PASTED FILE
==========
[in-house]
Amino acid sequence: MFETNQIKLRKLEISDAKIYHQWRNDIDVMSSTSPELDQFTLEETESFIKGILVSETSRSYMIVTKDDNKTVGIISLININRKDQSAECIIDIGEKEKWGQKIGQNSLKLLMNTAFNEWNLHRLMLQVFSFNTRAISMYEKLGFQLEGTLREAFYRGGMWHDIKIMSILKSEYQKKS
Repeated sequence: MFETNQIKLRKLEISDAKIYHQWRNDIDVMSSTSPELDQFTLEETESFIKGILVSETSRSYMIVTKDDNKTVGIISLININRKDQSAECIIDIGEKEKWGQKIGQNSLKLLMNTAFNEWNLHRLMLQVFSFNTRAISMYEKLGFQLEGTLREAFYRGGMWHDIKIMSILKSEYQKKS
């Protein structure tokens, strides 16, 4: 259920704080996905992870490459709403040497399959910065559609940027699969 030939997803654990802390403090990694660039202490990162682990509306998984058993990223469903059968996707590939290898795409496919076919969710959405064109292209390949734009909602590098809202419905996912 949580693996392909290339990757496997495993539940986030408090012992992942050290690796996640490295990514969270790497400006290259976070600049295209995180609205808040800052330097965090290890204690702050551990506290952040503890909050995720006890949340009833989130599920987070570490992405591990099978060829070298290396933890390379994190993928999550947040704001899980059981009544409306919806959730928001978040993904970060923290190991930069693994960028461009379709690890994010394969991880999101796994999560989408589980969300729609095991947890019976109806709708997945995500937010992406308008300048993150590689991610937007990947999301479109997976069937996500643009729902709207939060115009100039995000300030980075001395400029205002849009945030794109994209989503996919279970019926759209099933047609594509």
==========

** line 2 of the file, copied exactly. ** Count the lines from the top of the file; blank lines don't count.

Amino acid sequence: MFETNQIKLRKLEISDAKIYHQWRNDIDVMSSTSPELDQFTLEETESFIKGILVSETSRSYMIVTKDDNKTVGIISLININRKDQSAECIIDIGEKEKWGQKIGQNSLKLLMNTAFNEWNLHRLMLQVFSFNTRAISMYEKLGFQLEGTLREAFYRGGMWHDIKIMSILKSEYQKKS